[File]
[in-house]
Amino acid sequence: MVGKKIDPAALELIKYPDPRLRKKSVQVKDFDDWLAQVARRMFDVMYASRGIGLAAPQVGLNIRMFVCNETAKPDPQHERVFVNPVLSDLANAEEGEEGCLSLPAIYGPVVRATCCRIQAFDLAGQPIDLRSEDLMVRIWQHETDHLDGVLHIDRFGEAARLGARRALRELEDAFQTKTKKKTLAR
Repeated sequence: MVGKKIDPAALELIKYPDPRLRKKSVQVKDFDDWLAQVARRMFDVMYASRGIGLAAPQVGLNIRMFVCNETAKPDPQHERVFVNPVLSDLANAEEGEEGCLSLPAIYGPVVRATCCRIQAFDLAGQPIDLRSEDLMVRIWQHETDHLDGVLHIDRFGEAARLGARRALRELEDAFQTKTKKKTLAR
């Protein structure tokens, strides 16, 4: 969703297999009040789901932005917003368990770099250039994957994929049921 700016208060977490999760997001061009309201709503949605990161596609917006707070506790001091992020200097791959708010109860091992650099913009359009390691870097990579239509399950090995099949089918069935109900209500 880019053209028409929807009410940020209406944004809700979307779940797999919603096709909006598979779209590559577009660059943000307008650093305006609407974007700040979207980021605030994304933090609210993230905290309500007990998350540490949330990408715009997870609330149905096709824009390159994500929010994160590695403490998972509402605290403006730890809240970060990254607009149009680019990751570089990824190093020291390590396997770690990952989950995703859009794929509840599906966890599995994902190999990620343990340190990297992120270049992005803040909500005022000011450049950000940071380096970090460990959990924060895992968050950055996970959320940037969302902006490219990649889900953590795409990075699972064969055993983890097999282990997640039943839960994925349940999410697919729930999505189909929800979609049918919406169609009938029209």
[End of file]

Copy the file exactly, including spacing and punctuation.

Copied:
[in-house]
Amino acid sequence: MVGKKIDPAALELIKYPDPRLRKKSVQVKDFDDWLAQVARRMFDVMYASRGIGLAAPQVGLNIRMFVCNETAKPDPQHERVFVNPVLSDLANAEEGEEGCLSLPAIYGPVVRATCCRIQAFDLAGQPIDLRSEDLMVRIWQHETDHLDGVLHIDRFGEAARLGARRALRELEDAFQTKTKKKTLAR
Repeated sequence: MVGKKIDPAALELIKYPDPRLRKKSVQVKDFDDWLAQVARRMFDVMYASRGIGLAAPQVGLNIRMFVCNETAKPDPQHERVFVNPVLSDLANAEEGEEGCLSLPAIYGPVVRATCCRIQAFDLAGQPIDLRSEDLMVRIWQHETDHLDGVLHIDRFGEAARLGARRALRELEDAFQTKTKKKTLAR
């Protein structure tokens, strides 16, 4: 969703297999009040789901932005917003368990770099250039994957994929049921 700016208060977490999760997001061009309201709503949605990161596609917006707070506790001091992020200097791959708010109860091992650099913009359009390691870097990579239509399950090995099949089918069935109900209500 880019053209028409929807009410940020209406944004809700979307779940797999919603096709909006598979779209590559577009660059943000307008650093305006609407974007700040979207980021605030994304933090609210993230905290309500007990998350540490949330990408715009997870609330149905096709824009390159994500929010994160590695403490998972509402605290403006730890809240970060990254607009149009680019990751570089990824190093020291390590396997770690990952989950995703859009794929509840599906966890599995994902190999990620343990340190990297992120270049992005803040909500005022000011450049950000940071380096970090460990959990924060895992968050950055996970959320940037969302902006490219990649889900953590795409990075699972064969055993983890097999282990997640039943839960994925349940999410697919729930999505189909929800979609049918919406169609009938029209």